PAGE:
Afterwards, when Karun is killed on a boat by a plane spewing bullets, Sarita — an otherwise timid wife — displays commendable shrewdness in dragging Jaz into the role of the father. She therefore makes sure that her perfect trinity (or family) remains intact despite Karun’s absence. It is funny how, in the end, despite the author’s ample empathy for the homosexual, Jaz is compelled to fit into the perfect picture of a heterosexual family. The imposing structure of society admits a homosexual into its folds only when he or she succumbs to its norms, and acquiesces to play along. This reality is what the novel projects in the end.

The author tries so hard to project his obsession with trinities that it becomes a tad comic at times. As though it was not enough that he had written a trilogy to prove his point. To start with, the three main characters form a trinity. One of the purposes of the orgy towards the end is to reinforce this vision. Then, in the broader backdrop, China intervenes into an India-Pakistan war, therefore making a political trinity which, far from being a creative force, proves to be rather destructive. Then there is Karun’s erstwhile family which, he says, was a trinity (that included his parents and himself), and the new one he intends to build with Sarita which also, he insists, must be a trinity. Suri seems confident about the virtues of the nuclear family. And then, the leitmotif of a trinity recurs every now and then throughout the novel, sneaking up at unexpected places.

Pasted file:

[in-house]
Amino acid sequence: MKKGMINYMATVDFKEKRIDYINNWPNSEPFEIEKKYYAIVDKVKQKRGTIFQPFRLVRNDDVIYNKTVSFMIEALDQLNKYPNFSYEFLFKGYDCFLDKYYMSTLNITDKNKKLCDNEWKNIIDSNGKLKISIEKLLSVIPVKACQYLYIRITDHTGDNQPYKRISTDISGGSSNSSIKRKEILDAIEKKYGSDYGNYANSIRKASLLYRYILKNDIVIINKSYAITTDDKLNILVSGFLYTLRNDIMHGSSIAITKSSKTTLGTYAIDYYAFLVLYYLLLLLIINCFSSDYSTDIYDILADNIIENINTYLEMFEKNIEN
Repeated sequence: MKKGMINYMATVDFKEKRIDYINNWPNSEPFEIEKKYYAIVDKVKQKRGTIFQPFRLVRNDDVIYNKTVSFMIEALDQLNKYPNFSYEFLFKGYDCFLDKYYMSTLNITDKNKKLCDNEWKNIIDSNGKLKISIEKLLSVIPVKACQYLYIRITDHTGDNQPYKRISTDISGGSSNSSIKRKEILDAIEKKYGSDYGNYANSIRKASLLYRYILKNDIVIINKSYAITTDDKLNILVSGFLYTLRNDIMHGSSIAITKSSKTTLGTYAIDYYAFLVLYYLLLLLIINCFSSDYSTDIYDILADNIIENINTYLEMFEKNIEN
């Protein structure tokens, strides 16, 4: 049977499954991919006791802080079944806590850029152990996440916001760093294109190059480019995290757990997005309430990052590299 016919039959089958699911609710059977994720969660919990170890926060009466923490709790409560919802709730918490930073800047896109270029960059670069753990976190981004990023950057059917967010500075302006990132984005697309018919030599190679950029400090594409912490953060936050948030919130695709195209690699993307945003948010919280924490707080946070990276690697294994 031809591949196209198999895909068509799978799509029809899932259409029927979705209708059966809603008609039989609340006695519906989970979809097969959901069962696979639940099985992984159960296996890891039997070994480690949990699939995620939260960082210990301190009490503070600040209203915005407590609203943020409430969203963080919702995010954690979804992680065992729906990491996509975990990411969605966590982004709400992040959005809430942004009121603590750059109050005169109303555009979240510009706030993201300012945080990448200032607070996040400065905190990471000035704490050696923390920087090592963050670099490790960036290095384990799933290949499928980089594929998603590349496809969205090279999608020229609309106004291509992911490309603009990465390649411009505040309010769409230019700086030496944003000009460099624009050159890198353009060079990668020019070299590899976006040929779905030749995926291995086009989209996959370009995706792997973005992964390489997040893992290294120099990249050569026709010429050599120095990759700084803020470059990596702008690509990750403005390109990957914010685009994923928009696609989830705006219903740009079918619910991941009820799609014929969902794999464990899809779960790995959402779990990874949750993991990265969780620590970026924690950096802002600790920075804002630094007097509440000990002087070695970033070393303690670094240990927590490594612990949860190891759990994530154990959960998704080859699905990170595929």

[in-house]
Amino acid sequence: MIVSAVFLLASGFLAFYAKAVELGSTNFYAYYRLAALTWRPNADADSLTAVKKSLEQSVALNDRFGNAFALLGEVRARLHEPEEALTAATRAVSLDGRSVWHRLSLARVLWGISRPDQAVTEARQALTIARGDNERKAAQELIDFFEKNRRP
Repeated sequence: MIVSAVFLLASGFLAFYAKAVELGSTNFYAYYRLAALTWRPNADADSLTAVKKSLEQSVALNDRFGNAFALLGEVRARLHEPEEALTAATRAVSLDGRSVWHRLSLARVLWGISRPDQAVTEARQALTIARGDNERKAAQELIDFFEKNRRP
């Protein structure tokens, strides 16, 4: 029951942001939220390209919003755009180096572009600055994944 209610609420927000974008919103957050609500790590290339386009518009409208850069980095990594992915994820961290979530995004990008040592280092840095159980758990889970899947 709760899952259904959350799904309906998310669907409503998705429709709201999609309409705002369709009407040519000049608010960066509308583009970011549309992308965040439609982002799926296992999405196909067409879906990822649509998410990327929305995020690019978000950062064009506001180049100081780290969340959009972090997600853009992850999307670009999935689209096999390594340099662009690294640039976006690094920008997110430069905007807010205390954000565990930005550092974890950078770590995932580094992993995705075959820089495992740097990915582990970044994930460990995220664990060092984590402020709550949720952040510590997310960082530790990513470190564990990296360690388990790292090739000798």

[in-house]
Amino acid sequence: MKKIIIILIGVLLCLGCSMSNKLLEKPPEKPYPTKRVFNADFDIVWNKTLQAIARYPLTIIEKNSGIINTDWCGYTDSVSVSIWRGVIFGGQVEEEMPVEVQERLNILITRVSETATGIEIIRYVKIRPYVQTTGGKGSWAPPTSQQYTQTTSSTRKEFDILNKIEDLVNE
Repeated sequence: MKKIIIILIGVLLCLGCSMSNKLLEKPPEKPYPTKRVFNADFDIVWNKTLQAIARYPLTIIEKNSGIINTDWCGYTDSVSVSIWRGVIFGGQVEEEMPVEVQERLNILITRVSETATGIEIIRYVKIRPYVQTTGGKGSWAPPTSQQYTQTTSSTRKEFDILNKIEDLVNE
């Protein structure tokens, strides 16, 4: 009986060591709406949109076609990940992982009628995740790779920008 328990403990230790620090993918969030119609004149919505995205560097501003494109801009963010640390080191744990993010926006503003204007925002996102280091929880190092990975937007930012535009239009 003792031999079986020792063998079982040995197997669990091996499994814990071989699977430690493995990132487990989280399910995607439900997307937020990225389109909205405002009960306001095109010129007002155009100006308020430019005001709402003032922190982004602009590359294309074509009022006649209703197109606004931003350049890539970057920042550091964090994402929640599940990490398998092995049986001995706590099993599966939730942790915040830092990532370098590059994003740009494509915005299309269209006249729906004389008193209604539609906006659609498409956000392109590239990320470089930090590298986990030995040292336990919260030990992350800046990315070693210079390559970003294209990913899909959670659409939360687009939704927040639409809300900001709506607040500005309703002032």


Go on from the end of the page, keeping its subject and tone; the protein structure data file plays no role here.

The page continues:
The other thing that is comic is the environment of violence and paranoia, stretched — maybe deliberately — to the point of nausea. Mumbai, or Bombay, seems to be the site of eternal carnage, hit by bombs and air raids every five minutes, thick with endemic communal strife, and a constant spectre of a nuclear attack looming over it. What is interesting, though, is Suri’s conjuring up of the events that led up to Mumbai turning into such an inferno. The idea of the Superdevi movie is brilliant: a monstrous Hollywood-Bollywood joint production with a child artist from the Mumbai slums featuring as the star, Devi — which ultimately ends up stoking communal fires, starting riots, and therefore drawing Pakistan’s attention.

The character that may actually arouse a tinge of sympathy in the reader in this extravagant, family-size drama is the real “Devi ma” herself — who gives darshan to her teeming devotees every evening from atop a huge hotel to reassure them in the trying times, and who herself is a child from the slums born with an extra limb. Her petulant cries, her tantrums, the manner in which she has her way by making herself believe that she is the real Devi and making everyone else play along, and her helplessness as a puppet in the hands of the villainous extremist leader, Bhim, makes her a bit more interesting, and even more real, than the other characters in the novel.

Finally, if this novel was supposed to make a statement on either the communal picture in India or the larger society, I must say it was completely lost on me. All it did was to conjure up flashbacks of the Godhra riots, ghosts of 9/11 and 26/11, and, perhaps, a weak caricature of Narendra Modi.